100,000s leaving their existing work to seize new opportunities, moving from long established homes to fresh and different surroundings, abandoning traditional support networks and employment, leveraging new technologies and infrastructure. Ok, so this is another post on the Great Resignation – right?
Well, no actually – all of these things were equally true about the great migration to the industrial mill towns in the nineteenth century. The start of the industrial revolution looked, in many ways, remarkably similar to today – albeit the drivers were a little more desperate. But it’s worth thinking about the parallels because it took (if you start with the population moves and reckon that the rise of the welfare state and the origin of the NHS are somewhere towards the end) well over 100 years for all the ramifications to work through. Those years saw:
- Massive technology introductions, most of which were unimaginable in their final impact when first seen – canals, trains, electricity, cars
- Societal upheaval from a primarily rural economy to a global industrially based empire with education, household size and composition, democratic engagement and worker organization all changing along side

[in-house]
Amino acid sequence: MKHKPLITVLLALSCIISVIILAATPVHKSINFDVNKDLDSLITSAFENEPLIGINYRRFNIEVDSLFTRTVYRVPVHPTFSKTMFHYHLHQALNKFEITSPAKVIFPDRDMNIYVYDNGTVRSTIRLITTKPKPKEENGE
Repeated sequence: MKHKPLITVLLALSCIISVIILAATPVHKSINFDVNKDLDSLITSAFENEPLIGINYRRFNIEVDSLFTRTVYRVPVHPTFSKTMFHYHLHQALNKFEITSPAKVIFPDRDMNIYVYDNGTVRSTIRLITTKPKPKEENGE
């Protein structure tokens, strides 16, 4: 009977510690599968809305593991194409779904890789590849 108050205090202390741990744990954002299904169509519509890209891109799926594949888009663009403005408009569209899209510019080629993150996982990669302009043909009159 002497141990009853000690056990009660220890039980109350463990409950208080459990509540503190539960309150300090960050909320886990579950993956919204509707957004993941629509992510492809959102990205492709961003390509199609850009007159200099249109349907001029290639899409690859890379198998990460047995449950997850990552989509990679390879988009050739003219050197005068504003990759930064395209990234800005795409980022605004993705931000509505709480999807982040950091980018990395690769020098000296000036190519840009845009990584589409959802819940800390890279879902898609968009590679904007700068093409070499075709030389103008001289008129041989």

- Huge inequality resulting – from the Carnegies to the poorest chimney sweeps boy, with attempts to redress this covering everything from the philanthropy of Saltaire or New Lanark to workhouses
- Above all, the rise of globalization and the international connectivity of trade, politics and it seems, almost inevitably, war
With hindsight, we now recognize this as the industrial revolution. So what, if we think of today’s context, might posterity recognize as beginning today? I would argue it is the commercialization of earning power – an ugly phrase admittedly, but like the world in 1800, we have no experience of what’s coming, and hence limited language to match it.